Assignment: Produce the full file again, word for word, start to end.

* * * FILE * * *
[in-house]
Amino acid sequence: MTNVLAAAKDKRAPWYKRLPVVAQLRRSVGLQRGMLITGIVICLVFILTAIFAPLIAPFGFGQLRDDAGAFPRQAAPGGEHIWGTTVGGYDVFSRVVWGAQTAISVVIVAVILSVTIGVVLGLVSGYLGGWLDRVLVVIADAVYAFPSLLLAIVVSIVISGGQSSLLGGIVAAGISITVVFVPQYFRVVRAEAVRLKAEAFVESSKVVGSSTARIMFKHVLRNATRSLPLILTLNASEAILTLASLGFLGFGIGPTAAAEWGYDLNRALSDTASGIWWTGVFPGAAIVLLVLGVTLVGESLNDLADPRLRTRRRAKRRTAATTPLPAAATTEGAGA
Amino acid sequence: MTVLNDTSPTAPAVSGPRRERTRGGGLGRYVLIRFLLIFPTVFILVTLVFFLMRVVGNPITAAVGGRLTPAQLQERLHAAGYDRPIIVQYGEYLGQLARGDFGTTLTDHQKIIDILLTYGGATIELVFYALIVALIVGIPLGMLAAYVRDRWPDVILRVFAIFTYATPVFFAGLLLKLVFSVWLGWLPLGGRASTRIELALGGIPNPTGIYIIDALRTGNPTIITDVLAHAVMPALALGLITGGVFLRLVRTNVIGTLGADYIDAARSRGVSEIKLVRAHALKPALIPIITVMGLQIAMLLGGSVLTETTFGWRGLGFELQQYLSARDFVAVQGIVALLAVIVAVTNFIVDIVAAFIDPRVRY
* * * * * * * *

[in-house]
Amino acid sequence: MTNVLAAAKDKRAPWYKRLPVVAQLRRSVGLQRGMLITGIVICLVFILTAIFAPLIAPFGFGQLRDDAGAFPRQAAPGGEHIWGTTVGGYDVFSRVVWGAQTAISVVIVAVILSVTIGVVLGLVSGYLGGWLDRVLVVIADAVYAFPSLLLAIVVSIVISGGQSSLLGGIVAAGISITVVFVPQYFRVVRAEAVRLKAEAFVESSKVVGSSTARIMFKHVLRNATRSLPLILTLNASEAILTLASLGFLGFGIGPTAAAEWGYDLNRALSDTASGIWWTGVFPGAAIVLLVLGVTLVGESLNDLADPRLRTRRRAKRRTAATTPLPAAATTEGAGA
Amino acid sequence: MTVLNDTSPTAPAVSGPRRERTRGGGLGRYVLIRFLLIFPTVFILVTLVFFLMRVVGNPITAAVGGRLTPAQLQERLHAAGYDRPIIVQYGEYLGQLARGDFGTTLTDHQKIIDILLTYGGATIELVFYALIVALIVGIPLGMLAAYVRDRWPDVILRVFAIFTYATPVFFAGLLLKLVFSVWLGWLPLGGRASTRIELALGGIPNPTGIYIIDALRTGNPTIITDVLAHAVMPALALGLITGGVFLRLVRTNVIGTLGADYIDAARSRGVSEIKLVRAHALKPALIPIITVMGLQIAMLLGGSVLTETTFGWRGLGFELQQYLSARDFVAVQGIVALLAVIVAVTNFIVDIVAAFIDPRVRY